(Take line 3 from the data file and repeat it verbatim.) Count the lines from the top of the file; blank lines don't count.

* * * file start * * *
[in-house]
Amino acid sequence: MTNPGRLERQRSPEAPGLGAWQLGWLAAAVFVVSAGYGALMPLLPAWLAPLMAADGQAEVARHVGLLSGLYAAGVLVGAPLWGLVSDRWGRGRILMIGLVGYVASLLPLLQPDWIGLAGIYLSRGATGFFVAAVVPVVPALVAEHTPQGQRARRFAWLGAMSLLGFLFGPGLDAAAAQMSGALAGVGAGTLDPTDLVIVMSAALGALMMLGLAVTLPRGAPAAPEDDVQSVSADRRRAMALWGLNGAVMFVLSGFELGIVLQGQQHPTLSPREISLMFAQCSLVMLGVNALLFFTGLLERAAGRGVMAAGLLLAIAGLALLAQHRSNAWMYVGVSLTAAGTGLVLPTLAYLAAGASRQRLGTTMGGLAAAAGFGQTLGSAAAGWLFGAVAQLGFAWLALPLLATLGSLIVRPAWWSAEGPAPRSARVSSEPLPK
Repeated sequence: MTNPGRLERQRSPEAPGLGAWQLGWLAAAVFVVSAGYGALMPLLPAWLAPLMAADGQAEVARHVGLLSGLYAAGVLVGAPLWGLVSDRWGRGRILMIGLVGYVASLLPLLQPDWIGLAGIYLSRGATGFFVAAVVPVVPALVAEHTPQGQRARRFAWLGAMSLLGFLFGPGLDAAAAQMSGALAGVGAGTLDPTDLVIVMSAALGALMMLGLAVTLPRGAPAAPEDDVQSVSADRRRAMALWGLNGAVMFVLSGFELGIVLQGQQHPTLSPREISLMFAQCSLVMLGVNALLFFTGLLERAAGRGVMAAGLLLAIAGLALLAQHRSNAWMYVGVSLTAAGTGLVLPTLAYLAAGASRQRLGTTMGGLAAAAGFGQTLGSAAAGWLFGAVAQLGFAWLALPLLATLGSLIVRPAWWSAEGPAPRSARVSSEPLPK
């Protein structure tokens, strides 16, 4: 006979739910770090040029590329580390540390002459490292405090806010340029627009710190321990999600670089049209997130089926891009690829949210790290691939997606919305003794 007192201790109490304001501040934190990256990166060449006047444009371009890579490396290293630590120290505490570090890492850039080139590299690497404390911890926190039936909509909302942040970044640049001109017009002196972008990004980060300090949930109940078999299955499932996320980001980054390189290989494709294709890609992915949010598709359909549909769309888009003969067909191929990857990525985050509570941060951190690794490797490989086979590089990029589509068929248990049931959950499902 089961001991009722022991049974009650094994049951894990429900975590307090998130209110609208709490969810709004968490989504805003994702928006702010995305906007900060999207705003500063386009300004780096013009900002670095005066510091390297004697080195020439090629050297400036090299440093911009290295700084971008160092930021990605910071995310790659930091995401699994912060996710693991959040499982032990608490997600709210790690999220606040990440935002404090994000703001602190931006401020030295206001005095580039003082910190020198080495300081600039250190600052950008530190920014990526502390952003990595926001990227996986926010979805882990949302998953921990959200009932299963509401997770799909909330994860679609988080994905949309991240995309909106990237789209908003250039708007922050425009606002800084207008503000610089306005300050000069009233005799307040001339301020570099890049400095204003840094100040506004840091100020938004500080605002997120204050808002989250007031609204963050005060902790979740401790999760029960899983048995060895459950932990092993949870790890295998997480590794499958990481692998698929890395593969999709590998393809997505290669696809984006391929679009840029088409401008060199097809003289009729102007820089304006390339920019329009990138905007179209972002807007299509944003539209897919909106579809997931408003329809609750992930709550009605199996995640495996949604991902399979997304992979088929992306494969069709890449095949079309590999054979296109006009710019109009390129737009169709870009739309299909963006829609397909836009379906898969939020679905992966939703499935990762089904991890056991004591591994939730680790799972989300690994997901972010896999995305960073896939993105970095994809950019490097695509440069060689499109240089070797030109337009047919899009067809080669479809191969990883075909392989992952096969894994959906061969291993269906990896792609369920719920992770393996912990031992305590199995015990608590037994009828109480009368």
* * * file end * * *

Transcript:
Repeated sequence: MTNPGRLERQRSPEAPGLGAWQLGWLAAAVFVVSAGYGALMPLLPAWLAPLMAADGQAEVARHVGLLSGLYAAGVLVGAPLWGLVSDRWGRGRILMIGLVGYVASLLPLLQPDWIGLAGIYLSRGATGFFVAAVVPVVPALVAEHTPQGQRARRFAWLGAMSLLGFLFGPGLDAAAAQMSGALAGVGAGTLDPTDLVIVMSAALGALMMLGLAVTLPRGAPAAPEDDVQSVSADRRRAMALWGLNGAVMFVLSGFELGIVLQGQQHPTLSPREISLMFAQCSLVMLGVNALLFFTGLLERAAGRGVMAAGLLLAIAGLALLAQHRSNAWMYVGVSLTAAGTGLVLPTLAYLAAGASRQRLGTTMGGLAAAAGFGQTLGSAAAGWLFGAVAQLGFAWLALPLLATLGSLIVRPAWWSAEGPAPRSARVSSEPLPK